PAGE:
Charity funds pioneering treatment to reduce breast cancer complications

03 September 2018

Charity funds pioneering treatment to reduce breast cancer complications
An innovative technique to reduce complications for patients recovering from breast cancer surgery has been performed for the first time in the UK, thanks to Imperial Health Charity's support.

The Lymphatic Microsurgical Preventative Healing Approach  (LYMPHA) procedure, which greatly reduces the risk of breast cancer-related lymphoedema (BCRL), was carried out at Charing Cross Hospital after a charity grant gave staff the equipment they needed.

Up to 30 per cent of breast cancer survivors will develop BCRL, a long-term incurable condition resulting from a build-up of lymphatic fluid that causes swelling in the arms. The condition can lead to significant physical and emotional distress as well as anxiety.

“It’s an incredibly debilitating condition”, said Consultant Breast Surgeon Paul Thiruchelvam, who helped carry out the procedure with Consultant Plastic Surgeon Navid Jallali.

“It has a significant impact on a patient’s quality of life and body image and patients see their swollen limb as a stigma of their previous cancer treatment.

“Very little progress has been made in the treatment or prevention of lymphoedema, partly because it is very complex and poorly understood. Only now, as surgical techniques have developed, are we seeing that there are options in both preventative and treatment surgery as long as the condition is captured at an early stage."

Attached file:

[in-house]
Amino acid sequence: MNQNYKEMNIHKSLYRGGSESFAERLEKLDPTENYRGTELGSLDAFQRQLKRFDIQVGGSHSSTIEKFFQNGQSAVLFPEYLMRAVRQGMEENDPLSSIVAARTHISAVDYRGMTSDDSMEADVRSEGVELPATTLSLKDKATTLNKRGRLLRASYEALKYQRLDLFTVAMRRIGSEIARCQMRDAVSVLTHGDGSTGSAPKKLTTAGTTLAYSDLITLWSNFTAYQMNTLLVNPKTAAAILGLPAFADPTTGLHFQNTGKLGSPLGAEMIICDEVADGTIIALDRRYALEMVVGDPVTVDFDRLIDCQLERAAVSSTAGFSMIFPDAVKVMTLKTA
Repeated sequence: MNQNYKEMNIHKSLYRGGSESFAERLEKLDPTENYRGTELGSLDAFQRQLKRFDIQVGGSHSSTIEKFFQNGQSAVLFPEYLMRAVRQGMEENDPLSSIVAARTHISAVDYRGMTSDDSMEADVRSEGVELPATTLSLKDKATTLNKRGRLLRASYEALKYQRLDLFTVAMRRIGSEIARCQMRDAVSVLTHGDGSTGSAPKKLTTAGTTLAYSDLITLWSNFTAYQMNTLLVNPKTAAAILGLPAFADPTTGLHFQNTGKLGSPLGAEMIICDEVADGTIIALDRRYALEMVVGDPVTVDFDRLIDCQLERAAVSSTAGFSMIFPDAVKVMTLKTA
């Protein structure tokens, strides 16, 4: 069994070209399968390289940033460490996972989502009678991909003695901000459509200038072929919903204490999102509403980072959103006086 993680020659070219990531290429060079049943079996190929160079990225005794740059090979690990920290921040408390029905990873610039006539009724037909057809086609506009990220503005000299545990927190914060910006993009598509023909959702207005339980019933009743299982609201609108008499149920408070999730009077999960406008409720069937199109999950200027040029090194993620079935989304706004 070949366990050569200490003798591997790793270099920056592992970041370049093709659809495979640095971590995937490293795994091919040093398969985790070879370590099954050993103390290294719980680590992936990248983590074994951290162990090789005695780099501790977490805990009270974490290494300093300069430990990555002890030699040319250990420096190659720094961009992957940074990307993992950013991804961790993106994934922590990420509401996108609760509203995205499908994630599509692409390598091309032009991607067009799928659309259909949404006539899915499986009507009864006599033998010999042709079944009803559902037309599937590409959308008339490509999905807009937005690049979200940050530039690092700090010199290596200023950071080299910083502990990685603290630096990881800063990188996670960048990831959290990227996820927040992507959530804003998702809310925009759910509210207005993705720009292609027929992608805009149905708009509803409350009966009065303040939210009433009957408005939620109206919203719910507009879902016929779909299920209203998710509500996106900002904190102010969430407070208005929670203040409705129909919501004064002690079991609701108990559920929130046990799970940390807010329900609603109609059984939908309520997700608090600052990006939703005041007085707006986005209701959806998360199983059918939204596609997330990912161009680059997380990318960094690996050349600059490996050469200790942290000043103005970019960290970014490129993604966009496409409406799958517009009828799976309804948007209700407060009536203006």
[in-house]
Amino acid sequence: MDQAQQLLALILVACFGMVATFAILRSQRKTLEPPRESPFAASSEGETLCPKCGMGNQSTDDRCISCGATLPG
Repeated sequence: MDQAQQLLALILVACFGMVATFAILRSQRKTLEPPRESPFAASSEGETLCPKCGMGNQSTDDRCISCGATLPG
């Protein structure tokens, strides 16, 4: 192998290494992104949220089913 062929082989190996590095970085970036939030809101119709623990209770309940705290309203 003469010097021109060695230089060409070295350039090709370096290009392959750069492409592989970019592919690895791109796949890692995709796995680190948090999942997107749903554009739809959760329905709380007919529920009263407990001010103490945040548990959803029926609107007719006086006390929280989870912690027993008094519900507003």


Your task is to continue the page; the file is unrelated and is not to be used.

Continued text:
The procedure involves injecting a fluorescent dye into the upper arm at the time of surgery to determine the lymphatic drainage of the arm at risk. Once this process is complete, a procedure called a lymphatic anastomosis (LVA) is carried out to maintain the flow of the fluid from the arm.

While the procedure is in its early stages, studies carried out by teams at Columbia University in New York and the University of Genoa have found that patients having a LYMPHA procedure are three times less likely to be affected by the condition than those who do not.

This pioneering operation was made possible thanks to a £55,000 grant from the charity which provided staff with the imaging equipment required.

Paul said: “This would not have been possible without the charity’s funding. I’m very grateful to the charity for giving us the opportunity to undertake this procedure. It’s going to make a huge difference to patients potentially at risk."

To find out more about our grants programme, click here.